Heart failure

Heart failure

Heart failure (HF) is a condition in which the pump function of the heart is decreased due to changes in preload, afterload or contractility. The heart is unable to pump enough blood to meet the body’s metabolic needs.

Cardiac and neurohumoral compensatory responses are triggered as a result of the decreased pump function and the resultant decreased organ perfusion. Initially, these responses maintain normal systemic perfusion. However, chronic compensation leads to oedema and elevated arterial pressure (and thus increased preload & afterload) which eventually cause progression of HF.

Left ventricular failure is the most common form of HF and the target of most drug interventions. It can be divided into two categories: systolic failure and diastolic failure.

Isolated right ventricular failure is a relatively rare situation where emptying is impaired, usually from pulmonary arterial hypertension.

Unfortunately, HF is a vicious cycle. Failure of the left ventricle causes congestion of the pulmonary vasculature. The right ventricle must work harder to increase pulmonary artery pressure to force blood through the lungs into the weakened left ventricle. The patient develops dyspnoea, fatigue, and exercise intolerance. Over time, the right ventricle cannot maintain these high pressures and right ventricle output decreases, giving rise to venous congestion in the systemic circuit. As a result, the venous return decreases, as does the left ventricular output. Organ perfusion is reduced, which activates the renin-angiotensin system in the kidneys. The blood volume is increased and complicates the venous congestion, causing more systemic oedema.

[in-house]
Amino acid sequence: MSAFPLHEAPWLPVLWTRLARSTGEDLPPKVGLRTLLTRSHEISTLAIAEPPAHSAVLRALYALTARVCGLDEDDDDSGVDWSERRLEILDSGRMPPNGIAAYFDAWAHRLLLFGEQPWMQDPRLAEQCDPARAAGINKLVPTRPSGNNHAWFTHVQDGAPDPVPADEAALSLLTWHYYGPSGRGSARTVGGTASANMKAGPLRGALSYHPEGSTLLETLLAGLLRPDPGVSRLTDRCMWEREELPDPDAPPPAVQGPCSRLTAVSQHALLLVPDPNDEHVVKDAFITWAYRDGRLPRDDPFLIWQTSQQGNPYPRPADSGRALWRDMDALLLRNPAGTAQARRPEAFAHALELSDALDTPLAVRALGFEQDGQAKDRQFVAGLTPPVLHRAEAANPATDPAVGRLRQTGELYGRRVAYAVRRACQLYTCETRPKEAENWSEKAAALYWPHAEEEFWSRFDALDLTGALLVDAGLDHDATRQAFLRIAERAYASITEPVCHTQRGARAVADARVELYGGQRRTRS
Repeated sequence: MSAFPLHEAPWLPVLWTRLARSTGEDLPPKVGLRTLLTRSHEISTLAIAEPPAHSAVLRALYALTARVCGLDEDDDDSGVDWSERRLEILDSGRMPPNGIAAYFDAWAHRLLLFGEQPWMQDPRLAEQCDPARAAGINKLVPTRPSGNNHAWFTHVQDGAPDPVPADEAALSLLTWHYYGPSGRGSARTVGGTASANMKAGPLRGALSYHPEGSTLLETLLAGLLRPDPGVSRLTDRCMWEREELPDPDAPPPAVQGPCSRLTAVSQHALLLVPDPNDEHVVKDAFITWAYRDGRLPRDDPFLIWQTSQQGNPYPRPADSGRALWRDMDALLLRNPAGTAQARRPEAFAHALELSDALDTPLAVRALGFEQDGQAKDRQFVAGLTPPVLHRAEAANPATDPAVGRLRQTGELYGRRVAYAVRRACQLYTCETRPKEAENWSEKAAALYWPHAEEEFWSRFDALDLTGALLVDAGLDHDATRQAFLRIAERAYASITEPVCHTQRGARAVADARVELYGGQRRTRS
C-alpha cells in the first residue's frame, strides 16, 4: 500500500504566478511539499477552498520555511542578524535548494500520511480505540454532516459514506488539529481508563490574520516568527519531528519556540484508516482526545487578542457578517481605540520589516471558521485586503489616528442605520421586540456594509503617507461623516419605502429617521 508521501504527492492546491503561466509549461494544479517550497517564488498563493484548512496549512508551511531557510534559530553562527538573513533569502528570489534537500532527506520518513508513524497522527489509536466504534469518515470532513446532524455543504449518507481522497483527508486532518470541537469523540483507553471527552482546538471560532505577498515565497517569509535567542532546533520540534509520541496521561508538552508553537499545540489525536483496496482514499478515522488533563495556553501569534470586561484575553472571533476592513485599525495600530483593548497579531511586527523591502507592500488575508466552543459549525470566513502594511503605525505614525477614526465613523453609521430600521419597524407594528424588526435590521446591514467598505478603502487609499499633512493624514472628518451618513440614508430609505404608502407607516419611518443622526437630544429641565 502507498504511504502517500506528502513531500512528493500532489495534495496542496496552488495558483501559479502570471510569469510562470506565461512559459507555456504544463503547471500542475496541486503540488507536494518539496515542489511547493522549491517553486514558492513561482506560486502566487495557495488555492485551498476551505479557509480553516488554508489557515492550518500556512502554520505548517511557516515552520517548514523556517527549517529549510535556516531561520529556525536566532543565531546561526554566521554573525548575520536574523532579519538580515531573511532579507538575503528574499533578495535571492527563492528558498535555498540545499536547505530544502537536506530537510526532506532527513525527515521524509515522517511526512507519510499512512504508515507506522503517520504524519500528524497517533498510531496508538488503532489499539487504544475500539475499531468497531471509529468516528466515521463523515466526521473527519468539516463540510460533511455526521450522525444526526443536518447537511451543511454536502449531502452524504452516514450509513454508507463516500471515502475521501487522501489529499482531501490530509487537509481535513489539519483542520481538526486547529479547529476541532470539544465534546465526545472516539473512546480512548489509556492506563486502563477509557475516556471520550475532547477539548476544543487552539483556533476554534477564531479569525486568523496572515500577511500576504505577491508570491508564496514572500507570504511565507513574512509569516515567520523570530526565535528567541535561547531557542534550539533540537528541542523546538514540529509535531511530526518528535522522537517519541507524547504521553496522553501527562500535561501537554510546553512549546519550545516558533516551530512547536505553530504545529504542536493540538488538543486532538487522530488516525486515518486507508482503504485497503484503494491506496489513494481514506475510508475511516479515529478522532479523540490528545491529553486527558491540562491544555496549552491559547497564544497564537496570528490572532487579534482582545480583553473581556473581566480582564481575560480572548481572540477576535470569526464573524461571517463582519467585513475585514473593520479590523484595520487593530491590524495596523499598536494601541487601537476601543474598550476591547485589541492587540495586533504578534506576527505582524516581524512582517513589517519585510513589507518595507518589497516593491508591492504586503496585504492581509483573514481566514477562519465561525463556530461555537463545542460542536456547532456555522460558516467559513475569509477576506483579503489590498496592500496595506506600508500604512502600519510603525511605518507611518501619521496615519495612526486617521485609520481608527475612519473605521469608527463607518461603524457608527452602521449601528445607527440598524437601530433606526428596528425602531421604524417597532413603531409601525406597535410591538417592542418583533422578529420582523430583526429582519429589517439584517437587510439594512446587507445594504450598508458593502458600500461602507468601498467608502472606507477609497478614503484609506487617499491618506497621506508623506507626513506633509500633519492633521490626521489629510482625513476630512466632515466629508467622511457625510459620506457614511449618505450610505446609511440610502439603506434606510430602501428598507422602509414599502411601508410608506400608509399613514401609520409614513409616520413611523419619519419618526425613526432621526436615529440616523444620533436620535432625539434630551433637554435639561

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Which of the following is NOT a symptom of left ventricular dysfunction


The best way to differentiate systolic from diastolic dysfunction is to measure


Preload involves


A decrease in cardiac output leads to